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co-develop a genetically engineered drug based on FGF21 for diabetes. That alliance has ended, and the molecule is now being co-developed by Ambrx and Bristol-Myers Squibb, Allen says.
While biotech scientists have dreamed for three decades of making “smart bombs” that destroy diseased cells and spare healthy tissue, it’s been easier said than done. But there have been major strides in this work the past few years, as Seattle Genetics won FDA approval in August for one such “empowered antibody” for a couple of rare lymphomas, and Genentech showed this month that its souped-up version of trastuzumab (Herceptin) was better at slowing tumor growth, and likely better at extending life, than the original. Those successes have helped energize a number of startups around the world working to link antibodies to toxins, which I listed here at Xconomy in May.
So what does Ambrx have that’s different and special? The key, Allen says, is in the company’s ability to precisely control the way it binds antibodies to the toxins. The company’s technology enables it to use an extra-long stretch of DNA, which allows it to insert a non-natural amino acid at the same spot every time in a large, Y-shaped antibody molecule, Allen says. By creating such a specific binding site on the antibody, Ambrx scientists believe they can control exactly how many toxins bind to the antibody during manufacturing, and exactly where they belong, to give the drug ideal pharmaceutical properties, Allen says.
Today’s leading technologies for linking antibodies and toxins don’t provide that same degree of specificity, Allen says. Bothell, WA-based Seattle Genetics (NASDAQ: [[ticker:SGEN]) and Waltham, MA-based ImmunoGen (NASDAQ: IMGN), the leading developers of such linker technology, use manufacturing processes that aren’t that consistent, which means that there can be variability in the number of toxins that bind to each antibody, and the place they bind, Allen says. If not enough toxins get bound to the antibody, the antibody-drug combo might not be effective. If too many get bound, or too many get bound to the wrong part of the antibody, it could cause the immune system to react negatively and neutralize the drug before it can have the desired effect on the biological target, he says.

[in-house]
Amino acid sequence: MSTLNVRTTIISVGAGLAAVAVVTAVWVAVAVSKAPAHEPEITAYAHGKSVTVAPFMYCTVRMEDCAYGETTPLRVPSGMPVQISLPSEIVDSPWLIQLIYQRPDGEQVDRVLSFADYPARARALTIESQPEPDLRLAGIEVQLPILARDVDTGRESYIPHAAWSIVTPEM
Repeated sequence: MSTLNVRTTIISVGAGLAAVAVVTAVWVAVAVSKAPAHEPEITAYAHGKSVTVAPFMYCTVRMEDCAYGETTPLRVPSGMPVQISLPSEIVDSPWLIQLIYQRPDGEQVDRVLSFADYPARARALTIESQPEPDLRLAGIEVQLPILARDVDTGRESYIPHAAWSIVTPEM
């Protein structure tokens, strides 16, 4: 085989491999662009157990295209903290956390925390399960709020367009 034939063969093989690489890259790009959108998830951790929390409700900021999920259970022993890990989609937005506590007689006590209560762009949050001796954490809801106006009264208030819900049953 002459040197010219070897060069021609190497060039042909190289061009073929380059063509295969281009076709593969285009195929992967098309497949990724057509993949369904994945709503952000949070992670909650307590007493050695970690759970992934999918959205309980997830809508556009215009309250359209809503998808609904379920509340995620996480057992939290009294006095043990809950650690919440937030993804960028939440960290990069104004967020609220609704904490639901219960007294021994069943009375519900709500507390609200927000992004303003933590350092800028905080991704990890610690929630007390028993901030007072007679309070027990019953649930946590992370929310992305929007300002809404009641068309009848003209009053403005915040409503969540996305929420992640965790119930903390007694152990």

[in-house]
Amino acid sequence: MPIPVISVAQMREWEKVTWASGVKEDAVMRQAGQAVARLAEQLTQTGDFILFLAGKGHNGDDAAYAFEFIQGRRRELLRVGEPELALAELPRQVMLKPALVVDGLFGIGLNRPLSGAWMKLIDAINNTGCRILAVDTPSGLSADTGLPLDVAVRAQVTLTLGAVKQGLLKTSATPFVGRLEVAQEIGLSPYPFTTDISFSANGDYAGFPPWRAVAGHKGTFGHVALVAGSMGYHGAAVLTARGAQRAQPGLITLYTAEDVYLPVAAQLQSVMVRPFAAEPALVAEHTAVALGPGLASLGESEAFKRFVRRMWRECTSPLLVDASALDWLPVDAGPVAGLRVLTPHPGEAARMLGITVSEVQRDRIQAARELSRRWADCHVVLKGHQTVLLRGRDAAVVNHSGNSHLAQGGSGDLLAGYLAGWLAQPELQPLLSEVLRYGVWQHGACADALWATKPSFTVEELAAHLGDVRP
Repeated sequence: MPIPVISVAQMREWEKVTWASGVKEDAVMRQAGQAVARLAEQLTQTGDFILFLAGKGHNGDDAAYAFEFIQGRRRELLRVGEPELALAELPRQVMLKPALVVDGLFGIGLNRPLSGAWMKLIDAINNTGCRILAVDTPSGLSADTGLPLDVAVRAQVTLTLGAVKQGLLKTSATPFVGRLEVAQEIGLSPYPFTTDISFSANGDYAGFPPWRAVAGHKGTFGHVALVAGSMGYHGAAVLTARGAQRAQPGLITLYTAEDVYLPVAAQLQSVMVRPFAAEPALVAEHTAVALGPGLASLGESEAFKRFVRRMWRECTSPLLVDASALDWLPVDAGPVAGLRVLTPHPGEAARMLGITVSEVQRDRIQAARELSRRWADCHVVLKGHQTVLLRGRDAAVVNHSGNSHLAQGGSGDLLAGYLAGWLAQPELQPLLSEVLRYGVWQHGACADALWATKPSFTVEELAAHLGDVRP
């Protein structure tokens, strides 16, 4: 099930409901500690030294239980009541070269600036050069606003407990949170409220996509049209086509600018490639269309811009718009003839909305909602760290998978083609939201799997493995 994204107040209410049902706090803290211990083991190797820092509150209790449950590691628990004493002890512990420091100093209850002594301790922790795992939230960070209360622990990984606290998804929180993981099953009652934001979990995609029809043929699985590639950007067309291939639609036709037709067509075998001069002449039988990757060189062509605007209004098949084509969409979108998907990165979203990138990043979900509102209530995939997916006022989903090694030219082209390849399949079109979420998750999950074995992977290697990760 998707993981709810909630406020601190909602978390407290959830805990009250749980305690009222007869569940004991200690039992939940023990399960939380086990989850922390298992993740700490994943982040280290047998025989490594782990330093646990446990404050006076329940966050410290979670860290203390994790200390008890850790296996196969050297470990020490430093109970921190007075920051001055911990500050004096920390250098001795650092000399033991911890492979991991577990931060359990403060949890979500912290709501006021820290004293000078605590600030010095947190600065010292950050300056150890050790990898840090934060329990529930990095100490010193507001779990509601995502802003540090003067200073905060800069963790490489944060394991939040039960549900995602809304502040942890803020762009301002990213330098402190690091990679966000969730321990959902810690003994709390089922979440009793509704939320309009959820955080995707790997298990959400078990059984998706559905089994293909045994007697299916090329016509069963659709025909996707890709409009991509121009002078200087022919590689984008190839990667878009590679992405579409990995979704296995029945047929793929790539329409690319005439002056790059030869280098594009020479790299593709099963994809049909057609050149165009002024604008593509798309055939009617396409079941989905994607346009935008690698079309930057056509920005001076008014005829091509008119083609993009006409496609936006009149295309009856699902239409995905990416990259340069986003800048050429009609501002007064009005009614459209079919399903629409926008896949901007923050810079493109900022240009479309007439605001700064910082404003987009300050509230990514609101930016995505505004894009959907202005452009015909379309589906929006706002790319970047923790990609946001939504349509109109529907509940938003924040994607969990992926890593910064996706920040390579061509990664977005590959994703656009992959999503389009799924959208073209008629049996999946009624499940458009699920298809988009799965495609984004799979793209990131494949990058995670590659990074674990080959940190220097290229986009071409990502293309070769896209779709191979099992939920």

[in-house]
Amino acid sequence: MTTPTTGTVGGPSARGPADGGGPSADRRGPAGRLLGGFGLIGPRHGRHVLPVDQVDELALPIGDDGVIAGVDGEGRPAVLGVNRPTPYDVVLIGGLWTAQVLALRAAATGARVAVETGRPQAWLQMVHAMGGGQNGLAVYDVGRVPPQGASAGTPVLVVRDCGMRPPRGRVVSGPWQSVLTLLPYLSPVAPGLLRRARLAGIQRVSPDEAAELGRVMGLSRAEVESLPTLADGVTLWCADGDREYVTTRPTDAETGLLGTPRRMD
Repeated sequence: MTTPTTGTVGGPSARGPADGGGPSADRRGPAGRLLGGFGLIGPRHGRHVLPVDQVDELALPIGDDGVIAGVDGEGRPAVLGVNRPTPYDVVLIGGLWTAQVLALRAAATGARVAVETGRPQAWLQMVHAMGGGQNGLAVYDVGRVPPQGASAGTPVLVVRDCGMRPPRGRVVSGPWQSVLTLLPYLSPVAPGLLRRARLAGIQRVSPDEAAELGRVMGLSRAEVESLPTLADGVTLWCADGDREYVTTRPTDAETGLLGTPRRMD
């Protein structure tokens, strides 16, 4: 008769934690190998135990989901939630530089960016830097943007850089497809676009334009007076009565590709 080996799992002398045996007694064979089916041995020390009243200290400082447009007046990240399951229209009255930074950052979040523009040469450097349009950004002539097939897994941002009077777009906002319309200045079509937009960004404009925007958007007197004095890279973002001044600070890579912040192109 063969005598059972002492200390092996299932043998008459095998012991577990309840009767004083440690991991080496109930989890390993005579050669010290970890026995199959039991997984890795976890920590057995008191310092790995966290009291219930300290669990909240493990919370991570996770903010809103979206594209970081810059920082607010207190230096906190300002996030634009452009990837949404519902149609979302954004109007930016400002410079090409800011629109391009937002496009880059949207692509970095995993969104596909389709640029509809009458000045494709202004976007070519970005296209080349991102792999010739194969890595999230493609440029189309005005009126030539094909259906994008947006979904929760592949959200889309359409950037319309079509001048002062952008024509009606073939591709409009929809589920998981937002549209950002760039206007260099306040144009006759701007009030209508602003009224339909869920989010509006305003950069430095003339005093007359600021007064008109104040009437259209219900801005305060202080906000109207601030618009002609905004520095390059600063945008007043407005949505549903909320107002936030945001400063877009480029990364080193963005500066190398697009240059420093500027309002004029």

More consistent antibody-drug binding properties should make it possible to develop drugs that are still potent against diseased cells, but also have the kind of mild side effect profiles that are essential for drugs against chronic conditions like autoimmune diseases, Allen says.
“We think there’s a lot of room for improvement in conjugation,” Allen says.
All this work is still at an early stage, so it’s way too early to start forecasting if or when any of the drug candidates will get into clinical trials. But Ambrx, an R&D operation with 57 employees, has been cash-flow positive for more than a year, thanks to a series of partnerships with Merck, Pfizer, Bristol-Myers Squibb, and Merck KGaA of Germany.
“We’ve been cash-flow positive for a number of years, which is unique for a biotech at our stage of development. That will enable us to drive our own internal pipeline of candidates that use Ambrx technology into the clinic,” Allen says.